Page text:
Another Finalist For Top Elections Post Is Out Of The Running

Another finalist for the job of top state elections watchdog has dropped out of the running because of the same issue that doomed former Middletown Mayor Sebastian Giuliano's appointment last month to the post: a history of participation in partisan politics.

After seeing the State Elections Enforcement Commission back out of its Jan. 12 announcement that it would appoint Middletown's Republican ex-mayor as its $100,000-plus-per-year executive director and general counsel, a former Democratic mayor - from a different Connecticut municipality - has now withdrawn from consideration.

The Democrat's withdrawal, which came in an e-mail to the commission Wednesday night, apparently leaves only two of the four original finalists still in the running as the elections agency now prepares for a second attempt to fill its vacancy at the top.

The finalists were never formally identified, but sources have said there were two ex-mayors - Giuliano and the Democrat ex-mayor - along with two others who were not elected officials. A total of more than 30 had applied for the job late last year. The ex-Democratic mayor spoke to the Courant Wednesday on the condition that he not be identified, saying he did not want to jeopardize his current employment.

The Democrat had been out of political office for more than three years -- a cooling-off period that Democratic legislative leaders said was important when they criticized the planned hiring of Giuliano, who lost a Nov. 8 election bid for a fourth consecutive term. But the Democrat said despite the longer interval since his time as mayor, it was obvious to him after the Giuliano controversy that the commission's legislative overseers would never tolerate his hiring, either.

Vocal opposition from two influential Democratic legislative committee co-leaders caused the elections panel in recent weeks to back out of its previously-announced intention to hire Giuliano.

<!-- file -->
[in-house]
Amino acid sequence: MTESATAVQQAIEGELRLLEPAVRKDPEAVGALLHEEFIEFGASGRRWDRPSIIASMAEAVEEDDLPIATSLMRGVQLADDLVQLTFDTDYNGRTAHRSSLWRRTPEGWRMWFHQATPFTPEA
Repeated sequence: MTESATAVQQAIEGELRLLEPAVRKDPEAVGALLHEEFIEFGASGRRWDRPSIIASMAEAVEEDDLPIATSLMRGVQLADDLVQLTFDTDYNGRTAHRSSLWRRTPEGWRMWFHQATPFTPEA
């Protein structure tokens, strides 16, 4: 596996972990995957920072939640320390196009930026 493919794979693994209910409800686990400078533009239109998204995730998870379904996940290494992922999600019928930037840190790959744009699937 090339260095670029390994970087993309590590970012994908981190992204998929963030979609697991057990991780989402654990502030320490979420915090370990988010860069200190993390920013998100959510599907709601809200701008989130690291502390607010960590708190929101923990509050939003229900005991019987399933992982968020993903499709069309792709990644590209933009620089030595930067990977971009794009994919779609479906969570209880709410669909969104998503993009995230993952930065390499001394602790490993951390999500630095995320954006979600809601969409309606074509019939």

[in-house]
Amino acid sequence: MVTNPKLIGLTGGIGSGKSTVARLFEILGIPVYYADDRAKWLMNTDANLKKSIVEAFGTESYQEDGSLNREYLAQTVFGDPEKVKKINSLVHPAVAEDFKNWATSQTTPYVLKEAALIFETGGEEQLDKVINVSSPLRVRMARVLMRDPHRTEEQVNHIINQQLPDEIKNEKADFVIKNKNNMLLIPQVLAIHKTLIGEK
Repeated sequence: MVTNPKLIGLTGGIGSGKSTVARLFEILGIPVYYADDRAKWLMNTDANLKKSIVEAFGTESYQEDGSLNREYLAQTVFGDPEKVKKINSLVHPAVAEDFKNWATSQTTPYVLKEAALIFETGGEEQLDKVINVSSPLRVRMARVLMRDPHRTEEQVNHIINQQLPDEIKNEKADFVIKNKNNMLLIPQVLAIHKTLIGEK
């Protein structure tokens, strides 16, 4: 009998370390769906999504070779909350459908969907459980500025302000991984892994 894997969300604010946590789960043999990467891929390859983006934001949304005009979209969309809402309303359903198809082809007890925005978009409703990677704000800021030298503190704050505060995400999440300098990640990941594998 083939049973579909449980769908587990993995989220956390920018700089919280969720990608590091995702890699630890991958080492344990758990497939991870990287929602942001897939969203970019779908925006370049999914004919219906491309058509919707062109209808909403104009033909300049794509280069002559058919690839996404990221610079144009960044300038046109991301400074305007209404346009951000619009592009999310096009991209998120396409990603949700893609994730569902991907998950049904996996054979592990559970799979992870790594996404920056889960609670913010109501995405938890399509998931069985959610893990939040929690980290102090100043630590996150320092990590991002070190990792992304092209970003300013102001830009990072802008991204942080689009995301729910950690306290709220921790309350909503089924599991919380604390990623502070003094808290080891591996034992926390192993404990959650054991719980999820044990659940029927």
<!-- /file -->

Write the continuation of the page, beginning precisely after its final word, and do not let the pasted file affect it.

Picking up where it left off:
Those two committee co-chairs - Sen. Gayle S. Slossberg of Milford and Rep. Russ Morin of Wethersfield - said they wanted no "hint" of partisan politics in the official who enforces candidates' and office-holders' compliance with state election laws. They had cited a statute requiring a person to be "removed from partisan politics for three full years" before he or she can serve on the elections commission; they said that even though the law does not literally apply to the executive director's post, the principle is the same.

Giuliano said in an interview Monday that the election enforcement commission's chairman, Stephen Cashman, had told him that the panel now plans to re-advertise for applicants. However, the commission's spokesman, Joshua Foley, said Wednesday that it plans to select someone from the existing field of candidates, instead of re-advertising. It's not clear if the panel will consider anyone else from the field beyond the two remaining finalists.

The former Democratic mayor who withdrew Wednesday night said that he had not intended to re-apply if the job was re-advertised - but when he learned that the same pool of applicants would be used, he thought it best to simply withdraw.

Giuliano said Monday that the elections panel has surrendered its independence by letting the legislators bully it into reversing itself on his hiring.  Recalling that the commission had lauded his qualifications for the job in its Jan. 12 press release, Giuliano said the panel now will be "taking second-best," no matter whom it chooses from the original field.

Giuliano also said he hasn't ruled out the possibility of taking legal action over the commission's decision not to hire him - after it said in a Jan. 12 press release that it would appoint him because he "is the right guy for the job."

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